NEW HAVEN Conn. (WTNH) — The New Haven Documentary Film Festival presents an impressive array of 21 documentary features and over 40 shorts over an eleven-day period, from June 1 to 11.
The festival will feature a number of Connecticut premieres, including the opening night feature, Stephen Dest’s I Am Shakespeare: The Henry Green Story (2017), which chronicles the story of 19-year-old Henry Green, living a dual life as a brilliant young actor and inner-city gang member, who was brutally shot and left for dead just shortly after his inspiring performance in Shakespeare’s ‘Romeo and Juliet.’
Other highlights include High School 9-1-1, about a year in the life of the only ambulance service in Darien, Connecticut that just happens to be run by high school teenagers; The Passionate Pursuits of Angela Bowen, about the renown classical dancer, teacher, black lesbian feminist activist, and professor; the world premiere of Twenty Questions, festival co-director Gorman Bechard’s long-lost 1987 documentary experiment; Travel Light, which follows the 500 mile trek across Spain’s Camino de Santiago; Tlaxcala Dreams, focused on New Haven’s Mexican community; and Elegy For the Time Being, inspired by the life of Huỳnh Sanh Thông – the first Vietnamese scholar to arrive at Yale University in the 1950s.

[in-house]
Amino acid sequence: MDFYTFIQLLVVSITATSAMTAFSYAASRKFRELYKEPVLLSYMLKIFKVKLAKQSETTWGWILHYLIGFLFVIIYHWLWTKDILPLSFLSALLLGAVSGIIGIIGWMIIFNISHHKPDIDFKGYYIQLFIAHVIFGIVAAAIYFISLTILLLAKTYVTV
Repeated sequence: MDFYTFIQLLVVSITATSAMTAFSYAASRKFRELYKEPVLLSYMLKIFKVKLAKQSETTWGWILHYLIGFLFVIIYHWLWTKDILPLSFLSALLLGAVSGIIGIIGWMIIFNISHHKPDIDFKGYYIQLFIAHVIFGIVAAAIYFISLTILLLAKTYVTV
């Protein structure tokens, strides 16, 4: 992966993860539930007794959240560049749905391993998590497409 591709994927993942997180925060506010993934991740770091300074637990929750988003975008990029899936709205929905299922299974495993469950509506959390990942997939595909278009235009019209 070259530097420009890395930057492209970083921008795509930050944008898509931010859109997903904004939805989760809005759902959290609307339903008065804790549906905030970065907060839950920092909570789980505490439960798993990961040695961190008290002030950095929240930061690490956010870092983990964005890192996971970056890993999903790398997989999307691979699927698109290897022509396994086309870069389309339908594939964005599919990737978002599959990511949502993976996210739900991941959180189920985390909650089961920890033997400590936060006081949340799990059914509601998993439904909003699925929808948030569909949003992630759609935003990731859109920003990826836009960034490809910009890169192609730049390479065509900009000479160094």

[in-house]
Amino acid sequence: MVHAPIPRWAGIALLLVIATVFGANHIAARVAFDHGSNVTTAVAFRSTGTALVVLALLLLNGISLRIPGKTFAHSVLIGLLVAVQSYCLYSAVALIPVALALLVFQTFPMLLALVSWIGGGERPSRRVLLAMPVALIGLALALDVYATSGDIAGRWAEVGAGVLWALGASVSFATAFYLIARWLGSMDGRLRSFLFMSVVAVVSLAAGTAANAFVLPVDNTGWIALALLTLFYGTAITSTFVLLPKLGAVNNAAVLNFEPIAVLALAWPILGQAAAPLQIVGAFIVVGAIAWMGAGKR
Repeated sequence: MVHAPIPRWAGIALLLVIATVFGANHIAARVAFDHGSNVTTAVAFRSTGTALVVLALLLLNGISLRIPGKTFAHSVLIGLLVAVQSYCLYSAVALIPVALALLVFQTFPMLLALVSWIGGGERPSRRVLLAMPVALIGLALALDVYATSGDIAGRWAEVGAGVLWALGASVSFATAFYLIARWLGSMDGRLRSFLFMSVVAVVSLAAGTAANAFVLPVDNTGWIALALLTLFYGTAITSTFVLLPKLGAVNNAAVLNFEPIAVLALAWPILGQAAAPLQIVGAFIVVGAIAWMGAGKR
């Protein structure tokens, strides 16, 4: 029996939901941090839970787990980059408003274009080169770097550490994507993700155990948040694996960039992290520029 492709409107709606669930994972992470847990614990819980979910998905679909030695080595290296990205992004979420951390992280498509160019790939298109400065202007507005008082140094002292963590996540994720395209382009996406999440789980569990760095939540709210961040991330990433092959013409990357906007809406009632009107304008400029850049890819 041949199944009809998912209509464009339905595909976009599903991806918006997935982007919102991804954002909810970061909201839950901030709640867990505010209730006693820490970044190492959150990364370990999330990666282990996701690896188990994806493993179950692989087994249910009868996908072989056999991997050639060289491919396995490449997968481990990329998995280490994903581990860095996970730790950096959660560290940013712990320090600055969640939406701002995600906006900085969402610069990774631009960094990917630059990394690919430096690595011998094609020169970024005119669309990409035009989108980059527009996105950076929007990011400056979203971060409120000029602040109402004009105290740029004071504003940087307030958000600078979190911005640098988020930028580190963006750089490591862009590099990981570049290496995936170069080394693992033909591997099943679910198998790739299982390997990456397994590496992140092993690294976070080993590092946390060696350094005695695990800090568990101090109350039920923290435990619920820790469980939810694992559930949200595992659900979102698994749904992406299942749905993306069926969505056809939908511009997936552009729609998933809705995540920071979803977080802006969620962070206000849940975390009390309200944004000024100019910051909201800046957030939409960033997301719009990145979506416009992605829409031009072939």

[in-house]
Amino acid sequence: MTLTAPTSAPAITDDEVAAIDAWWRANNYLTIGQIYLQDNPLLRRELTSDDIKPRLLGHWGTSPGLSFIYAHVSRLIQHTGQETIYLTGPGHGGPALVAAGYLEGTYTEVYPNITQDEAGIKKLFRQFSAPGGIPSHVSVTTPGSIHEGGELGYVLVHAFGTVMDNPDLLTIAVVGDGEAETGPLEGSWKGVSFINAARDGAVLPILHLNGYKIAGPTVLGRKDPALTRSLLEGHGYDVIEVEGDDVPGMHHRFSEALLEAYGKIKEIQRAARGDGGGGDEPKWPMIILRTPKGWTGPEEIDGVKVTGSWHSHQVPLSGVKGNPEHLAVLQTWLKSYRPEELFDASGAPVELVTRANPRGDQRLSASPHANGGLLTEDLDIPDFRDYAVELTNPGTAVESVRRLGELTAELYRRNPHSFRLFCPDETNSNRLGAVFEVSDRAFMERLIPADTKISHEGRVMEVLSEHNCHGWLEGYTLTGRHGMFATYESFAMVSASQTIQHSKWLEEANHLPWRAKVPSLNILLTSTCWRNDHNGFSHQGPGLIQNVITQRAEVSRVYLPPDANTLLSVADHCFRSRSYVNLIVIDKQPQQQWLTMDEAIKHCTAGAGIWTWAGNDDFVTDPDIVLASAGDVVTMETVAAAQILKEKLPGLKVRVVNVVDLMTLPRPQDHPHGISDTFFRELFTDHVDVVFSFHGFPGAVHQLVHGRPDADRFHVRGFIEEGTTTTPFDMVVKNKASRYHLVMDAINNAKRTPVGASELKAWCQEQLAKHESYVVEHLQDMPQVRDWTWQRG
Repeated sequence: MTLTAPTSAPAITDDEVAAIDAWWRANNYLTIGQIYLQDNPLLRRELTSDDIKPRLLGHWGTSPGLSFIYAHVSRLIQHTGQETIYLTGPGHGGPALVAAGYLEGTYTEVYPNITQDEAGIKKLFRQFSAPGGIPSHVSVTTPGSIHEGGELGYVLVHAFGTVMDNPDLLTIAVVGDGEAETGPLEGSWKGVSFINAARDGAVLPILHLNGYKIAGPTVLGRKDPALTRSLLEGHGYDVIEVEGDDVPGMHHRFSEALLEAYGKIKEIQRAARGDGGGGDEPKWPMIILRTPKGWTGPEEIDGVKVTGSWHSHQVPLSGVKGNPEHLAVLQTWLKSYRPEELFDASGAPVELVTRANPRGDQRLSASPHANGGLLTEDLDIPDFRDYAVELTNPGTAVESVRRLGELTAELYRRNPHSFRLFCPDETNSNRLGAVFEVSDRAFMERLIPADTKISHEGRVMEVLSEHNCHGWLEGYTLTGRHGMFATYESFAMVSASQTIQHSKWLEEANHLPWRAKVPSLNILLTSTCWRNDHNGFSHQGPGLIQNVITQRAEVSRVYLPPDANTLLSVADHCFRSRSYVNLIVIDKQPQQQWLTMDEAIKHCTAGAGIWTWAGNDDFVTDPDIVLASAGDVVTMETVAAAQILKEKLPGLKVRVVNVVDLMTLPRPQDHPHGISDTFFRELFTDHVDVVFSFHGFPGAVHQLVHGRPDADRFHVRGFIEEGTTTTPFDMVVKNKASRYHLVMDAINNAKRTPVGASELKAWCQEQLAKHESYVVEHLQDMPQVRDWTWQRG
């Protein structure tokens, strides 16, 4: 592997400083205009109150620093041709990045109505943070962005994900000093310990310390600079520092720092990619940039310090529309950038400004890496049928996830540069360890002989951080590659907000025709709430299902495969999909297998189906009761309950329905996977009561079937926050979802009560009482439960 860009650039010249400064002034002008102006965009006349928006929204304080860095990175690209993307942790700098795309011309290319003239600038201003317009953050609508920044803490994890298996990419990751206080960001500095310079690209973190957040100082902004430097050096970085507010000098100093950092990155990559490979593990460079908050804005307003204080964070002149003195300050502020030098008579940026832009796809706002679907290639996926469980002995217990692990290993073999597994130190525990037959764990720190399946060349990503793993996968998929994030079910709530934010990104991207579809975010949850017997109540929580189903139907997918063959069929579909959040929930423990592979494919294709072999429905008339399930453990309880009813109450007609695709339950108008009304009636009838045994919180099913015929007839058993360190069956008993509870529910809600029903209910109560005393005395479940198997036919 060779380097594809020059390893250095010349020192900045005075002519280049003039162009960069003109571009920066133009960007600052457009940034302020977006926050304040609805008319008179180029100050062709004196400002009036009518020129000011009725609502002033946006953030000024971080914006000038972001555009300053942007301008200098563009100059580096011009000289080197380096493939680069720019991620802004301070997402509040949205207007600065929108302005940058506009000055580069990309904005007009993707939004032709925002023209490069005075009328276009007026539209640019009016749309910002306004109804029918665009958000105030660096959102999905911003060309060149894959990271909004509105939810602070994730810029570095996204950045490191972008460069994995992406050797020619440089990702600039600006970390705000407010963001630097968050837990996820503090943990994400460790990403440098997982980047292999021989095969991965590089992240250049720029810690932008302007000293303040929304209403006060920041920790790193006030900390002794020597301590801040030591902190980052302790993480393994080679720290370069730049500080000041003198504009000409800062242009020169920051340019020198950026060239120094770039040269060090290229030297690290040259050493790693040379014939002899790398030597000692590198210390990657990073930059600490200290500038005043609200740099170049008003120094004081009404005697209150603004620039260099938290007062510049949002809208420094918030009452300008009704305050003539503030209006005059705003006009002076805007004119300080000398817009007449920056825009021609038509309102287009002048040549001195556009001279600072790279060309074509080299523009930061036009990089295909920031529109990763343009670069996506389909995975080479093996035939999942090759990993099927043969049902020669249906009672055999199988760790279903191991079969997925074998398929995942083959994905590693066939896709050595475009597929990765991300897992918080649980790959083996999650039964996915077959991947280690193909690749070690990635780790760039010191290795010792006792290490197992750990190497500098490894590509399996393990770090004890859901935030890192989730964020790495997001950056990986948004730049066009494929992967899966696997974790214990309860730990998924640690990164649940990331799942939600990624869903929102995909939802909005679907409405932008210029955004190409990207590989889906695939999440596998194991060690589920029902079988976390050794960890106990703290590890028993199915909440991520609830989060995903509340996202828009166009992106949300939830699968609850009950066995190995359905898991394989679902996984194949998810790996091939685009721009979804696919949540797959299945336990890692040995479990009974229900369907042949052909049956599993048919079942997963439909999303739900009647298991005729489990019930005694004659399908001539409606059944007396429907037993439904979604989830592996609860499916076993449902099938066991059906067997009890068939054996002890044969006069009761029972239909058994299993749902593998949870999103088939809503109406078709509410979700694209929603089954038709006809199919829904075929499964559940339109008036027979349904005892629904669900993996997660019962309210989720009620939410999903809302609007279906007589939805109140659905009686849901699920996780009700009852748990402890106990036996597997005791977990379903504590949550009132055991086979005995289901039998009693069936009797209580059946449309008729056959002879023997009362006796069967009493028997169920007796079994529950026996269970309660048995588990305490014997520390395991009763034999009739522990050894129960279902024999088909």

The best local student shorts will be featured in a competition highlighting the best and the brightest young area filmmakers. This year NHdocs workshops will focus on documentary cinematography, guerrilla film-making, and funding through crowd-sourcing. Plus offers a look at five works-in-progress from local filmmakers.
Closing out the festival, NHdocs joins forces with the International Festival of Arts and Ideas to present a three-day retrospective of documentaries by award-winning documentarians D.A. Pennebaker and Chris Hegedus, who have played a crucial role revitalizing the cinema verité tradition in the digital era. These span twenty-five years of film-making from a behind-the-scenes look at Bill Clinton’s 1992 campaign for president (The War Room) to Unlocking the Cage, their animal rights feature that was first shown in 2016 but will be screened in a newly updated version. The filmmakers will be present to discuss their films over the long weekend.
NHdocs was started by filmmakers Charles Musser and Bechard to build a sense of community among documentary filmmakers from the greater New Haven area.
Screenings are all free and open to the public (except for the Dylan night at Café Nine): they will take place at Yale’s Whitney Humanities Center Auditorium, 53 Wall Street and the New Haven Free Public Library, 133 Elm Street.